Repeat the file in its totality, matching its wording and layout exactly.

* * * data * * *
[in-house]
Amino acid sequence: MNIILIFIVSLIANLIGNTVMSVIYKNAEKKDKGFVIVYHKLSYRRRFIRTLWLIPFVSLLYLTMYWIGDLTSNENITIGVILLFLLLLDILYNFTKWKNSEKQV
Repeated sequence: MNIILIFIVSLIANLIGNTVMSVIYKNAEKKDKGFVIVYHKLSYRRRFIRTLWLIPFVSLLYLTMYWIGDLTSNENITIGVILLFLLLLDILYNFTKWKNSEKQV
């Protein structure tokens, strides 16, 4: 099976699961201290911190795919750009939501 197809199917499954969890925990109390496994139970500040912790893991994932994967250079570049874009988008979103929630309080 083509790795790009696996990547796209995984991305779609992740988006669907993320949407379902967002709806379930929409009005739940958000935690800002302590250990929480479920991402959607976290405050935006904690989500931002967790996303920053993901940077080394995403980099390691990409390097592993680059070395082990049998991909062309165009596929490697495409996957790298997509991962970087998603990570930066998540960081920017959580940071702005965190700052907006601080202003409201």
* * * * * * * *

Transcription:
[in-house]
Amino acid sequence: MNIILIFIVSLIANLIGNTVMSVIYKNAEKKDKGFVIVYHKLSYRRRFIRTLWLIPFVSLLYLTMYWIGDLTSNENITIGVILLFLLLLDILYNFTKWKNSEKQV
Repeated sequence: MNIILIFIVSLIANLIGNTVMSVIYKNAEKKDKGFVIVYHKLSYRRRFIRTLWLIPFVSLLYLTMYWIGDLTSNENITIGVILLFLLLLDILYNFTKWKNSEKQV
């Protein structure tokens, strides 16, 4: 099976699961201290911190795919750009939501 197809199917499954969890925990109390496994139970500040912790893991994932994967250079570049874009988008979103929630309080 083509790795790009696996990547796209995984991305779609992740988006669907993320949407379902967002709806379930929409009005739940958000935690800002302590250990929480479920991402959607976290405050935006904690989500931002967790996303920053993901940077080394995403980099390691990409390097592993680059070395082990049998991909062309165009596929490697495409996957790298997509991962970087998603990570930066998540960081920017959580940071702005965190700052907006601080202003409201």